The chasm seems unbridgeable. While political parties exist partially to keep each other in check, at this point it looks like they are completely thwarting any progress. And progress is essential to keep things from collapsing like a house of cards.
The parties have dug in at the extremes. One wants government to leave it alone so its constituents can do what they do best, build business and wealth leading to work and well-being for others. The other is called to help those that cannot help themselves, firmly believing that a government that will not take care of those that cannot help themselves is abrogating one of its fundamental responsibilities. Neither is prepared to give up anything.
In the middle is one man who understands the path that must be taken to find common ground between the two extremes. As he put it,
I know no South, no North, no East, no West to which I owe allegiance…The union sir, is my country.(1)
The chasm I’m referring to was the chasm between slave and free states. The man in the middle almost two centuries ago was Henry Clay, the American statesman who managed to construct both The Missouri Compromise of 1820 – bringing Maine into the union as a free state to balance the addition of Missouri as a slave state – and the Compromise of 1850 that kept the country from civil war. These helped him earn his reputation as “the great compromiser.” It’s not unreasonable to believe that Webster was thinking of Clay when he wrote one of his definitions of compromise as “to find a way between extremes.”
While Clay drove compromises on Capitol Hill, the steps he used to execute these deals can be applied to those agreements derived in C-suite boardrooms. Qualities of Clay’s approach to compromise are reflected in the six-step process featured in our book, “The New Leader’s 100-Day Action Plan.”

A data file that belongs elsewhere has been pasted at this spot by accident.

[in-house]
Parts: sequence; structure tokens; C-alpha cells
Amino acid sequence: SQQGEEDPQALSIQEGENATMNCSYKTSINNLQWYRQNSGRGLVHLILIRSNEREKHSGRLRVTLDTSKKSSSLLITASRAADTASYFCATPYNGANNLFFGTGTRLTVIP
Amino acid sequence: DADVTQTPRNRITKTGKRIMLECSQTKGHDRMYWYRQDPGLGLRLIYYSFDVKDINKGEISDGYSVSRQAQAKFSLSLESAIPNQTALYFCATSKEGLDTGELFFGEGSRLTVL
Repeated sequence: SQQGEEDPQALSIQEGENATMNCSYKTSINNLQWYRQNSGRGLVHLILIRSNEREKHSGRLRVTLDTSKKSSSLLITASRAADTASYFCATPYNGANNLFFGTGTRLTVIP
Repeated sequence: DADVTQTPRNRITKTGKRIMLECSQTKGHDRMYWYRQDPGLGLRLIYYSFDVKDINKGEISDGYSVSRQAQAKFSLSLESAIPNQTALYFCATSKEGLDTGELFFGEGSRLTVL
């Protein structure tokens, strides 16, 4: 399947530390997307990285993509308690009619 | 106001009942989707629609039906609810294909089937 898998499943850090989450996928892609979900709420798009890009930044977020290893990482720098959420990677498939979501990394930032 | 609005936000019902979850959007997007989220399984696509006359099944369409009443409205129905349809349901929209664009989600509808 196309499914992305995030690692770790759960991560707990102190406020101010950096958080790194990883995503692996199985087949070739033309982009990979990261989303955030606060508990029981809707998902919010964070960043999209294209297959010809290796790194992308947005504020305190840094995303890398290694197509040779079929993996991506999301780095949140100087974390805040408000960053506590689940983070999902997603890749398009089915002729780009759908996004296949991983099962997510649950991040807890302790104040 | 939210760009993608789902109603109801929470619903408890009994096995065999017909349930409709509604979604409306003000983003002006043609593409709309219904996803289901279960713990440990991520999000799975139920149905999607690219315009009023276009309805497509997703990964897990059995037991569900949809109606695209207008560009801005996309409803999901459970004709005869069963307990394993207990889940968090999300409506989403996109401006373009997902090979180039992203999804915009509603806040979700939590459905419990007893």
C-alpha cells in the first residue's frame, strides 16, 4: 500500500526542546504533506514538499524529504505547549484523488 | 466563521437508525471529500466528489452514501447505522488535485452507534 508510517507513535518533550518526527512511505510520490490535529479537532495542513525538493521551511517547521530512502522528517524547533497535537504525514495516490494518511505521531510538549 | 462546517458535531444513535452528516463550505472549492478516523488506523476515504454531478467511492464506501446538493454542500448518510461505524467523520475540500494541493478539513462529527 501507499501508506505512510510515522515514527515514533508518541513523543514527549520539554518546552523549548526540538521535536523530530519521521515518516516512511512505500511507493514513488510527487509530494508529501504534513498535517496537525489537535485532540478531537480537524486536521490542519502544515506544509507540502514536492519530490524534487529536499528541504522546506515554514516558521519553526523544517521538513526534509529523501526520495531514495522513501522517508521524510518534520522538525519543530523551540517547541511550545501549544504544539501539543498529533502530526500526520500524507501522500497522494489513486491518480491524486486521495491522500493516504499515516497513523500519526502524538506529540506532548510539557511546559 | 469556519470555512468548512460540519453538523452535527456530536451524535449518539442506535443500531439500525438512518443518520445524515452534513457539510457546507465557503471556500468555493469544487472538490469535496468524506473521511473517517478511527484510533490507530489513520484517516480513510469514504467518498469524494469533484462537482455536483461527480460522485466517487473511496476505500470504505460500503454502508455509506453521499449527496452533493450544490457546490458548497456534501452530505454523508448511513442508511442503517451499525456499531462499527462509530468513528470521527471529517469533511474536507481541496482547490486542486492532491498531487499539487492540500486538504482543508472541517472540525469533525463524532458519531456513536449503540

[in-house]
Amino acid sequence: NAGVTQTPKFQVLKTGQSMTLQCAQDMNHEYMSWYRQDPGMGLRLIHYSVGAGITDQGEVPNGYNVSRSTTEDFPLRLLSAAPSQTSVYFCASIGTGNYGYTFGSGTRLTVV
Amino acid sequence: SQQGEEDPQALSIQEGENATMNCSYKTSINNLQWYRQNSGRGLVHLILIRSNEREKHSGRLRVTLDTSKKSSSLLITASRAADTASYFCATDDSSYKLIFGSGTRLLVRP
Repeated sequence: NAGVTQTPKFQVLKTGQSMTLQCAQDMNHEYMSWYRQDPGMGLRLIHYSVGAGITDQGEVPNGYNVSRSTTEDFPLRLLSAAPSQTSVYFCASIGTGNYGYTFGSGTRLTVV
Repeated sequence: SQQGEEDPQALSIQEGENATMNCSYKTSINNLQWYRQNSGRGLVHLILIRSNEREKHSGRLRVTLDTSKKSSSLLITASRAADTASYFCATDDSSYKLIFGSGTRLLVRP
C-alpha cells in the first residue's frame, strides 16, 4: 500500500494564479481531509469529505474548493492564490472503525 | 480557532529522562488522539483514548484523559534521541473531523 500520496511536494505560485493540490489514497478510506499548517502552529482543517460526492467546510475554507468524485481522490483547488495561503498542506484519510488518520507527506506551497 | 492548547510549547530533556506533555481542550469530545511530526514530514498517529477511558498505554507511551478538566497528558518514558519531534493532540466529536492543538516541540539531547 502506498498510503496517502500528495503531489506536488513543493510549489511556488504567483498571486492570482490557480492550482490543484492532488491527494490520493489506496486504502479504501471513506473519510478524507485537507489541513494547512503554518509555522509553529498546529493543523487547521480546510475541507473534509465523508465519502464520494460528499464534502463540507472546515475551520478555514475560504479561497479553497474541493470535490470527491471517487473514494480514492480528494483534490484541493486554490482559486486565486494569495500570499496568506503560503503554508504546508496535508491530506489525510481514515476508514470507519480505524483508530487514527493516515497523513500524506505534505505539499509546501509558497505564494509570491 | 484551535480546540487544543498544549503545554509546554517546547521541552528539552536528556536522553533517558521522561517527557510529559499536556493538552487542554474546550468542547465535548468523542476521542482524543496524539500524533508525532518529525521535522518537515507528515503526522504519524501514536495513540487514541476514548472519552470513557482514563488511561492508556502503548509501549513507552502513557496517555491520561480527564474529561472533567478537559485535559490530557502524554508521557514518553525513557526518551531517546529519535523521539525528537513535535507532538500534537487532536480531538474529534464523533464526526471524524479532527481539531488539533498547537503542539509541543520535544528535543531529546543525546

- Make a plan. (Identify the dimensions of the negotiation by answering these questions: What are my needs and concerns? What are others’ needs and concerns?)
- Get started. (Identify areas of agreement.)
- Clarify positions. (State, support, and listen.)
- Find alternatives. (The way between the extremes.)
- Gain agreement. (Study proposals, make concessions, summarize, test the agreements.)
- Implement. (Communicate, deliver, and monitor.)
Clay was particularly good at identifying areas of agreement, finding acceptable alternatives and gaining agreement, yet ever mindful of James Russell Lowell’s admonition that:
Compromise makes a good umbrella, but a poor roof; it is temporary expedient, often wise in party politics, almost sure to be unwise in statesmanship.
Clay’s compromises did not hold over time. Despite everyone’s worst fears the house of cards did collapse into civil war. And it was far worse than anyone had imagined.
This is a good example of step 2 of The New Leader’s Playbook: Engage the Culture and Your New Colleagues in the Right Context
Be careful about how you engage with the organization’s existing business context and culture. Crossing the need for change based on the context and the cultural readiness for change can help you decide whether to Assimilate, Converge and Evolve (fast or slow), or Shock.
Remember, we’re all new leaders all the time. We’re continually engaging and re-engaging our colleagues to make things happen. As you do, make sure you understand all your stakeholders’ needs and concerns, so you can find your way between the extremes and keep your house of cards from collapsing into something that is far worse than anyone imagines.
The New Leader’s Playbook includes the 10 steps that executive onboarding group PrimeGenesis uses to help new leaders and their teams get done in 100-days what would normally take six to twelve months. George Bradt is PrimeGenesis’ managing director, and co-author of The New Leader’s 100-Day Action Plan (Wiley, third edition to be released fall 2011). Follow him at @georgebradt or on YouTube.
(1) Speech in Ashland, KY